The upcoming US presidential election has been receiving more attention as Democratic primary elections near. Beyond that, the composition of other branches of government will also be decided in 2020. A divided Congress may meaningfully limit the scope for policy changes. In a narrowly divided Senate, marginal votes are needed to attain a simple majority, which would increase the likelihood of more incremental changes in areas such as health care or tax policy.
Global stock market movements were capped by persistent uncertainty over the US-China trade deal. Mixed earnings results contributed to US stocks’ holding pattern; the S&P 500 remained around record highs as it finished 0.94% higher for the week. European stock markets followed global peers as investors focused on the US-China trade talk progress. Read More
US crude oil prices rose amid a stockpile increase. The US crude inventory increased for the third consecutive week, up 2.2 million barrels (bbls) for the week ending in November 8th. The moves came as the Organization of the Petroleum Exporting Countries (OPEC) acknowledged the likelihood of lower US production in 2020; WTI prices edged moderately higher to $57.72 per bbl. Brent prices have been range-bound as investors await the upcoming OPEC meeting. Read More
The US Treasury yield curve flattened further on the week, despite supportive inflation data and indications that the Federal Reserve intends to hold rates steady for the foreseeable future. Much of the week’s rate moves were influenced by trade talks, with Chinese officials indicating that phase one of the deal is reliant on some degree of tariff rollbacks. The 2-10 US Treasury yield spread ended 5 basis points (bps) lower. The yield on German bunds also declined 7 bps to -0.33%. Read More
The US dollar index retracted 0.33% for the week, following mixed signals surrounding trade negotiations. The intra-week changes mirror moves toward “haven” assets in other markets. The euro appreciated against the US dollar 0.26% as Germany surprised forecasters with better-than-expected quarterly Gross Domestic Product (GDP) releases, avoiding a technical recession. Read More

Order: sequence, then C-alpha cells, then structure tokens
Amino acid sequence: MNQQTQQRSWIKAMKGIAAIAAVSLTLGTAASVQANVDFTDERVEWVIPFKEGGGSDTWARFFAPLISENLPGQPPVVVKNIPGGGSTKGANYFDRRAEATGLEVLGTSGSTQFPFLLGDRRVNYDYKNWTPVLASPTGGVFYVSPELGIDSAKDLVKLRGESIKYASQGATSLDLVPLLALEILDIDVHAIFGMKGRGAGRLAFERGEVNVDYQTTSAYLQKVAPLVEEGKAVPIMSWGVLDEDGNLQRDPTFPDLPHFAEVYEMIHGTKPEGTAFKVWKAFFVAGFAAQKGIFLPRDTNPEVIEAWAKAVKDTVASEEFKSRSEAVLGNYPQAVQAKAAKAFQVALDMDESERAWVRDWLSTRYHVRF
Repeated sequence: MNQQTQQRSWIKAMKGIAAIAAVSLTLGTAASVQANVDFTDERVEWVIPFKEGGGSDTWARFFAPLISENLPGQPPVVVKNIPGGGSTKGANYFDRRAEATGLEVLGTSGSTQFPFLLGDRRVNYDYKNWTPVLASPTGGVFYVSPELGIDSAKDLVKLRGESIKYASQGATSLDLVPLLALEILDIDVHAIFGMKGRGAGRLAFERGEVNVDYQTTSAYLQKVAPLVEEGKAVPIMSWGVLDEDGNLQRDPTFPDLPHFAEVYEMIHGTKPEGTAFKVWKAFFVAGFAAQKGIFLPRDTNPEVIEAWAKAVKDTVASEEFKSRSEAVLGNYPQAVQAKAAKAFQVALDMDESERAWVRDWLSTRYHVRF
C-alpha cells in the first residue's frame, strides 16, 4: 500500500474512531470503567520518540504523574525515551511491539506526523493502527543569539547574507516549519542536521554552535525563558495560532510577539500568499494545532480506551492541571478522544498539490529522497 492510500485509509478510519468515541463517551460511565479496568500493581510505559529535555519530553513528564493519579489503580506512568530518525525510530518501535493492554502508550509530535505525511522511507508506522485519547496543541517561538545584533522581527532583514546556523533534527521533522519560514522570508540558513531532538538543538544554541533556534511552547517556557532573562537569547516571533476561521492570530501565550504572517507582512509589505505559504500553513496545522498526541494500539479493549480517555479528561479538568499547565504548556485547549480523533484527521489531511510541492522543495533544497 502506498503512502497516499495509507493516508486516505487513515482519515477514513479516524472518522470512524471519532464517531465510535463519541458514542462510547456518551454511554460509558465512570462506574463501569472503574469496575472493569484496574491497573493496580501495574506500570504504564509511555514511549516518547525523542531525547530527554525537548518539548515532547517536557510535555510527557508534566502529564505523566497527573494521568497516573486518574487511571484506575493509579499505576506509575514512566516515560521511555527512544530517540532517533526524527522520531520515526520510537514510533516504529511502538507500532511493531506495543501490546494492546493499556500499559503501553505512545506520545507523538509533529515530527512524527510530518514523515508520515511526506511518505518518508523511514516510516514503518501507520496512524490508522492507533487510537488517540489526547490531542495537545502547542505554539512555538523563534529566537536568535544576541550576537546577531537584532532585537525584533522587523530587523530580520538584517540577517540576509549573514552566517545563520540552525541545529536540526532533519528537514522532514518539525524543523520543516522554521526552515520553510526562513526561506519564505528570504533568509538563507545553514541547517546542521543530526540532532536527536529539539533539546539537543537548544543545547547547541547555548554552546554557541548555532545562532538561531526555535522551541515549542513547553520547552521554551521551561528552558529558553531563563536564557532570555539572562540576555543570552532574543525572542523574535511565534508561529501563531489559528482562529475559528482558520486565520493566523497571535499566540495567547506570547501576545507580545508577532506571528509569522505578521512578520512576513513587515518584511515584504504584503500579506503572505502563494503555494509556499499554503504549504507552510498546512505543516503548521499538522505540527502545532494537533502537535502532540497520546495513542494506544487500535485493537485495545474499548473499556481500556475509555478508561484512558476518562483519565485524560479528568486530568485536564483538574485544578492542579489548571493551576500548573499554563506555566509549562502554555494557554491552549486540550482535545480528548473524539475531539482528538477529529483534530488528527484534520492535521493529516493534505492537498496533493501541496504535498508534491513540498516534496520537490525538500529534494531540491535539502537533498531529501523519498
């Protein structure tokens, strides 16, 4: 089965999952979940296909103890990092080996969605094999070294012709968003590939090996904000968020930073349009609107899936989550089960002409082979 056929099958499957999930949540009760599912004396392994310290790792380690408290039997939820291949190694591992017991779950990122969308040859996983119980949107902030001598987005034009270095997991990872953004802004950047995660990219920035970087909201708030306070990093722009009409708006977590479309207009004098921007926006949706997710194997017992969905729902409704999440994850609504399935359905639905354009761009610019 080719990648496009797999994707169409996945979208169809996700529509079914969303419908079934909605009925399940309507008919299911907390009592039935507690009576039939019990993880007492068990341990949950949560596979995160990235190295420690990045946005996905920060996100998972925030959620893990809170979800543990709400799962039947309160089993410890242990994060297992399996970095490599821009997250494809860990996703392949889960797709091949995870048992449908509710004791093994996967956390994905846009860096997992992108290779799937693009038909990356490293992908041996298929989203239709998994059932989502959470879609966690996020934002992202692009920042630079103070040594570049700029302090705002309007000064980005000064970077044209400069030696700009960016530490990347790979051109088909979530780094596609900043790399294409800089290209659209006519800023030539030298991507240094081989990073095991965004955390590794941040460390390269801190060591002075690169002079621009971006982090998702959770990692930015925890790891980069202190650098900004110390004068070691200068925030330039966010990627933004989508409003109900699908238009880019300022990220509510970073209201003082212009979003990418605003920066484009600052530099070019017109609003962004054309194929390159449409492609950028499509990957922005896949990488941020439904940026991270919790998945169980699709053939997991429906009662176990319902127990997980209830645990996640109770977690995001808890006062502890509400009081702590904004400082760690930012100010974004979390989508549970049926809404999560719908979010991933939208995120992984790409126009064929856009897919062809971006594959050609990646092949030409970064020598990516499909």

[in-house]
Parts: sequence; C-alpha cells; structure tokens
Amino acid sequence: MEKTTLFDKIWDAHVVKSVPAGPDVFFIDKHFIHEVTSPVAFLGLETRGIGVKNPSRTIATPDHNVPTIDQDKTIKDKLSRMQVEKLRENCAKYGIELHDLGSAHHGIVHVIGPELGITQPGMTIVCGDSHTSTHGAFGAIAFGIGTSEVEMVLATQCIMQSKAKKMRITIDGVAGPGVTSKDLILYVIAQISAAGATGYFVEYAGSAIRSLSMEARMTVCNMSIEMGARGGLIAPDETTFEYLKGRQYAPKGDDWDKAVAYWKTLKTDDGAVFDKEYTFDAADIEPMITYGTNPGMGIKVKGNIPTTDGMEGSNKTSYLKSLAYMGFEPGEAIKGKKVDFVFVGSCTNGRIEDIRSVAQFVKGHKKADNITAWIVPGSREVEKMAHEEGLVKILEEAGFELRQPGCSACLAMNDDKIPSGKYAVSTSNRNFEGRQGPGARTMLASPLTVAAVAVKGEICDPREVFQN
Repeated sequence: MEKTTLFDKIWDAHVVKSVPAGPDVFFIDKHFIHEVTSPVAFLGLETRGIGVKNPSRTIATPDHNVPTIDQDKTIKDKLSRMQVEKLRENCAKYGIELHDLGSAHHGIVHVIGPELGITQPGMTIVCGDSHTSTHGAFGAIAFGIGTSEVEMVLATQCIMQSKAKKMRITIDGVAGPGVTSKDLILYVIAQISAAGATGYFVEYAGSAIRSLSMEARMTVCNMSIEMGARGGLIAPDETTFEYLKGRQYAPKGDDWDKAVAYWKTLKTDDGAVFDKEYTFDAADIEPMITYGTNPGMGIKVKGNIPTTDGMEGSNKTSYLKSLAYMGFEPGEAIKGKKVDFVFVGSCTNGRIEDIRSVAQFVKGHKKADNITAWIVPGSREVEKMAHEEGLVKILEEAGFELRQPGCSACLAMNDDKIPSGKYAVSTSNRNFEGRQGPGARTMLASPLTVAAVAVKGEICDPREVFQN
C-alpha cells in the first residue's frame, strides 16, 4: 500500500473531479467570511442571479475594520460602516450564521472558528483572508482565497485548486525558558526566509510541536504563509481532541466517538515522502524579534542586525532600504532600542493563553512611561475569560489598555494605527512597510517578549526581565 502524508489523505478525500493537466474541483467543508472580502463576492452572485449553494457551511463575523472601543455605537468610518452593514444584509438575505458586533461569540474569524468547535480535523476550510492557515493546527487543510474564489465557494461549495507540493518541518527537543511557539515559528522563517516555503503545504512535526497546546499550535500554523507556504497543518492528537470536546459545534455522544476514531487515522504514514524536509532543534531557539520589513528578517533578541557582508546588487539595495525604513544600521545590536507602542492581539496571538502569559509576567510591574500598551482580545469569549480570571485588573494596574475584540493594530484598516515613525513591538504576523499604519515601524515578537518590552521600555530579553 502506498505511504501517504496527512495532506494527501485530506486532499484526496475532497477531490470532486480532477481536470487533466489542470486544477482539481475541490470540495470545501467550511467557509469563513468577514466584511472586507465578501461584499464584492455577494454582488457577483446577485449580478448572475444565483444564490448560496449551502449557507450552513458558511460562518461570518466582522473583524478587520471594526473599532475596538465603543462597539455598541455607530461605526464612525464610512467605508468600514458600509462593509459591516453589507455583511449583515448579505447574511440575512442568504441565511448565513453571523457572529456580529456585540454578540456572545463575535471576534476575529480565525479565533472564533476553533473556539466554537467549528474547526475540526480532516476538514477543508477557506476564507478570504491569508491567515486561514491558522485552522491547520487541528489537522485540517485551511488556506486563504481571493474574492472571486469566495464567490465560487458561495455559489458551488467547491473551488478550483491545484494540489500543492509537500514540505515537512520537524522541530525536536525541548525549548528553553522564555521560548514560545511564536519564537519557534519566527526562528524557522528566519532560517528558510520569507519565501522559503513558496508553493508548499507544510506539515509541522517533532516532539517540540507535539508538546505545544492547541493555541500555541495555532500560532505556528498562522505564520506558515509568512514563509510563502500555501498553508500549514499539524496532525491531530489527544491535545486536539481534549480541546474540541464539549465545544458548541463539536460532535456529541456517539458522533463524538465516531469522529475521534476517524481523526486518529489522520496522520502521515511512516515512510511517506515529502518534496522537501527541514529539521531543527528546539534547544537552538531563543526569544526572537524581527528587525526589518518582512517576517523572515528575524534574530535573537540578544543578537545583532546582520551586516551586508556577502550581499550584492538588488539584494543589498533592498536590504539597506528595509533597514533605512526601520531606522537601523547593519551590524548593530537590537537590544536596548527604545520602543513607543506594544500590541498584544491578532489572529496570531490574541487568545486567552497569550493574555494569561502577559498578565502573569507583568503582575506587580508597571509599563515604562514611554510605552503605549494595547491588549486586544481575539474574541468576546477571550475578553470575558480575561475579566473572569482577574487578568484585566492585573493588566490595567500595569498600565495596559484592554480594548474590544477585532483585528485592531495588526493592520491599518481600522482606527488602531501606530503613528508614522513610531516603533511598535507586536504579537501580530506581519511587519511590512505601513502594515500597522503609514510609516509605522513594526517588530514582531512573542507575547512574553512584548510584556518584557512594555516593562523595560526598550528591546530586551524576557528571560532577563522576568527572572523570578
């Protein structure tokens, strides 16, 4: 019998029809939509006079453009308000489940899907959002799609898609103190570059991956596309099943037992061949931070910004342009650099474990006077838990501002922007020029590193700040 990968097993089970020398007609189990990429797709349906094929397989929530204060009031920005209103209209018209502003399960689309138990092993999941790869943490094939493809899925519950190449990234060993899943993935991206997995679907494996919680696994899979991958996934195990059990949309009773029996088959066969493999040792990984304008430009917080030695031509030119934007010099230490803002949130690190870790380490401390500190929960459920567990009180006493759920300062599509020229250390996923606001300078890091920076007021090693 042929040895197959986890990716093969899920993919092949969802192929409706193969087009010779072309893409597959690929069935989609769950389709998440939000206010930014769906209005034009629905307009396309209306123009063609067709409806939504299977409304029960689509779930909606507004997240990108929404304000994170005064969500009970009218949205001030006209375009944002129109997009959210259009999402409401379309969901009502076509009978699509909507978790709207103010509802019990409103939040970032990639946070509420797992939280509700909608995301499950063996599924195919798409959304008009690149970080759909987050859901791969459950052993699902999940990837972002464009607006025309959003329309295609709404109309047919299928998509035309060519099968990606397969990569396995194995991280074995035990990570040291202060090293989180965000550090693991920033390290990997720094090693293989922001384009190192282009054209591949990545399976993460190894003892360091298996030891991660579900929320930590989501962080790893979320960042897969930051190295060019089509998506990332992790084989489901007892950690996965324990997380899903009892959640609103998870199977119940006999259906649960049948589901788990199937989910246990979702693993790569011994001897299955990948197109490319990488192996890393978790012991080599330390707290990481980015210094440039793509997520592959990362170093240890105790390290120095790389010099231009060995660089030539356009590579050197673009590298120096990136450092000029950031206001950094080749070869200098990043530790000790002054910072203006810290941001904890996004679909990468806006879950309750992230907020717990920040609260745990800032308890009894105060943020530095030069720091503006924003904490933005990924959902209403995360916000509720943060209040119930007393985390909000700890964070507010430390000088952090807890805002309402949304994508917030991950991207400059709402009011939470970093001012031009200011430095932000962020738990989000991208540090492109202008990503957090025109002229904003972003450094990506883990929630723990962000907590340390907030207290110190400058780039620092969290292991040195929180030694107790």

US consumer prices rebounded in October. The October US CPI increased 1.8% as energy, healthcare, and food prices picked up. US core Consumer Price Index (CPI) increased 2.3%, driven by healthcare costs, used car and truck prices, recreation, and rent. The US wholesale costs of goods and services saw the sharpest increase in October in six months. The US Producer Price Index (PPI) was up 0.4% as gas prices rose. Read More
Euro area Industrial Production for September printed at +0.1% month-over-month, above consensus expectations. The modest pick-up was driven by a surge in industrial production in Ireland and a small increase in France, which were partly offset by falls recorded in Germany, Italy and Spain. Read More
For style performance, Large, Mid, and Small refer to the Russell 1000, Russell Midcap, and Russell 2000 indices, respectively. Value refers to companies with lower price-to-book ratios and lower expected growth values, and Growth refers to higher price-to-book ratios and higher forecasted growth values. Government, Corporate, and High Yield refer to the US Treasury index, the US Corporate Credit index, and the US High Yield index, respectively. Short, Intermediate, and Long refer to the Short, Intermediate, and Long segments of their respective curves. Quality returns refers to the credit quality of asset classes ranging from Government, highest quality, to High Yield, lowest quality.
Philly Fed Survey (Cons: 6.0, Prior: 5.6)
Japan Core CPI (Cons: 0.4%, Prior: 0.3%)
Japan Core-Core CPI (Cons: 0.6%, Prior: 0.5%)
“Euro PMI” refers to the Markit Eurozone Composite Purchasing Managers’ Index. “Cons. Conf.” refers to US Consumer Confidence. “GE IFO Business” refers to the German Ifo Business Climate Survey. “New Home Sales” refers to US New Home Sales (MoM). “Dur. Gd. Ord.” refers to US Durable Goods Orders. “UK GDP” refers to the QoQ estimate of the United Kingdom’s Gross Domestic Product for Q3. “Euro M3” refers to the YoY change in the Eurozone’s M3 Money Stock. “US GDP” refers to the estimate of US Gross Domestic Product for Q3. “Pers. Cons.” refers to US Personal Consumption. “UMich Cons. Sent.” refers to the University of Michigan Consumer Sentiment Index. “Japan Core-Core CPI” refers to Japan’s Consumer Price Index (ex- Food, Energy YoY).
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